The Future of the Just Employment Policy

The Future of the Just Employment Policy

Last November, the Georgetown University community celebrated ten years of just employment on its campus. Since 2005, Georgetown has guaranteed all of its employees and subcontracted workers a living wage, the right to freely associate and organize, freedom from harassment or retaliation, and access to community resources such as bus shuttles and ESL courses as part of the university’s own version of the Just Employment Policy. Time after time, Georgetown has proven that just employment policies can provide a valuable framework to address circumstances that threaten the basic rights and inherent dignity of workers. While the celebration allowed attendees to reflect on the creation of the policy and its impact on the Georgetown community, a third panel pondered the future of the Just Employment Policy model and its applicability to other colleges and universities, particularly those that uphold Jesuit and Catholic values in their mission. Dr. Robert Stumberg is the director of Harrison Institute for Public Law, which played a vital role in drafting the policy model and helped address the legal questions that arise from it. Chris Kerr is the executive director of the Ignatian Solidarity Network, a national social justice education and advocacy network inspired by St. Ignatius of Loyola. He discussed how the principles of just employment are rooted in Catholic social teaching and the Ignatian tradition, emphasizing that the JEP is “grounded in the idea of relationship.” Hannah Cook is a first-year student at Loyola University of Chicago and a member of Students for Worker Justice, which seeks to build solidarity with campus workers and achieve just employment at Loyola. Recently, SWJ supported adjunct faculty in their successful bid to unionize and helped dining staff win a contract with fair wages and affordable health care....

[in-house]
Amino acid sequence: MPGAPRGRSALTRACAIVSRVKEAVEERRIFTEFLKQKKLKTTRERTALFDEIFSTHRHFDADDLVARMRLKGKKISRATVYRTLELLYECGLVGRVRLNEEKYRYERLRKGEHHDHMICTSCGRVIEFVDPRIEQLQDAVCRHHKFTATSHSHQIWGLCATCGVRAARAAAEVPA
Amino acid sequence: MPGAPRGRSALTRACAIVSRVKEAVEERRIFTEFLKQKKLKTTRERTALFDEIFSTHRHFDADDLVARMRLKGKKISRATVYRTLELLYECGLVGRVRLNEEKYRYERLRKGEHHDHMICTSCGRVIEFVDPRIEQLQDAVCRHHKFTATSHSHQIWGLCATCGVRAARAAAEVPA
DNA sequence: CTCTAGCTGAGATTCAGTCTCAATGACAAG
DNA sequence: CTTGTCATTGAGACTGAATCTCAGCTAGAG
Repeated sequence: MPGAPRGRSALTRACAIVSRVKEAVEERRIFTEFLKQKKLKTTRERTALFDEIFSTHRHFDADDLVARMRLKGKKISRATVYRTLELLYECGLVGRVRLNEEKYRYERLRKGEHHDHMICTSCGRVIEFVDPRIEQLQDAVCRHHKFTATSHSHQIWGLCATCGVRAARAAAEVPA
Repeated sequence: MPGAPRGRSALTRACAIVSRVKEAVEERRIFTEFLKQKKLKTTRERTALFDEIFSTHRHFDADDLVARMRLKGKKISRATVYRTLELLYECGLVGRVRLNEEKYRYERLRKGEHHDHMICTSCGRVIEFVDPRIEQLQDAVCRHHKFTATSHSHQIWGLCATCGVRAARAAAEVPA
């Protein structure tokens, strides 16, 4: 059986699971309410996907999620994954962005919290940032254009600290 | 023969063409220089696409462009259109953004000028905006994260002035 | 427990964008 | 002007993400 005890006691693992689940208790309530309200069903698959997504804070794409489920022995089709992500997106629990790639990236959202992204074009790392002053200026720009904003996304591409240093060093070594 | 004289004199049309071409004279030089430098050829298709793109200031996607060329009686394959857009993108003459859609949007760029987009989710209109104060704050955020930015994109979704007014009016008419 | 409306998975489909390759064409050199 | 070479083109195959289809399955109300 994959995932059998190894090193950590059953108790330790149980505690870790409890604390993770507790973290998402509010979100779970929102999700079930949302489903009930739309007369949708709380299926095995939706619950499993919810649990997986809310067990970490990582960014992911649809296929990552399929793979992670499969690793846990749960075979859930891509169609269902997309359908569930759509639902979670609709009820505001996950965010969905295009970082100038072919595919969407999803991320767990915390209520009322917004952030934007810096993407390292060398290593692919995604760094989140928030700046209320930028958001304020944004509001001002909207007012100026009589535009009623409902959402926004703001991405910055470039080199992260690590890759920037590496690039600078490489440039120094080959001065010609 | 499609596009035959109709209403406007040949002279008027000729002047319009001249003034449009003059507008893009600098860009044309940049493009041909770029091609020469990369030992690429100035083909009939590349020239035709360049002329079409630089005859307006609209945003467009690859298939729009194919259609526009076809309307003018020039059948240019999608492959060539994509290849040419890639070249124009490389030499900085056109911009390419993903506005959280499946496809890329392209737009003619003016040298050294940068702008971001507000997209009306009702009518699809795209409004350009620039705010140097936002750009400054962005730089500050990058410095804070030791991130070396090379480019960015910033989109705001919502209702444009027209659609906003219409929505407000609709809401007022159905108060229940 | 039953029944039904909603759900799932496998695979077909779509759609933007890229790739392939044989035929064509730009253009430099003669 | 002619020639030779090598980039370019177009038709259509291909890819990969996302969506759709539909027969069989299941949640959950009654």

Just Employment Policy Showcased at the White House

Just Employment Policy Showcased at the White House

The Just Employment Policy was highlighted in the East Wing of the White House during the Summit on Worker Voice. The Summit brought together workers, labor leaders, advocates, forward-leaning employers, and the President to address the most important issues facing working-class people. One of its panel discussions focused on the way worker voices are amplified when labor and community come together. US Deputy Secretary of Labor Chris Lu moderated the panel, which featured the Director of Georgetown University’s Kalmanovitz Initiative for Labor and the Working Poor, Joseph McCartin. Prof. McCartin was invited in part due to his work promoting Just Employment practices in higher education. Alongside passionate labor and community organizers, Prof. McCartin explained how Georgetown’s Just Employment Policy ensures that all campus workers receive a living wage and are treated with dignity in accordance with Catholic Social Teaching. The Policy empowered campus dining service workers and adjunct faculty to improve their working conditions by organizing in a manner that served the University’s overall mission. “Georgetown’s Just Employment Policy upholds values of solidarity, community, and worker voice.” The discussion also touched on efforts to export the Just Employment model, which was developed based on Georgetown’s policy, to other colleges and universities. Over the past two years, students at John Carroll, Brandeis, and Loyola Chicago have led inspiring efforts to bring Just Employment principles to their own campuses. The broader theme of ‘good employers’ with high labor standards came up several times throughout the Summit. President Obama specifically emphasized the need for consumers to pressure businesses to pay fair wages and respect the rights of their workers. “Part of our goal has...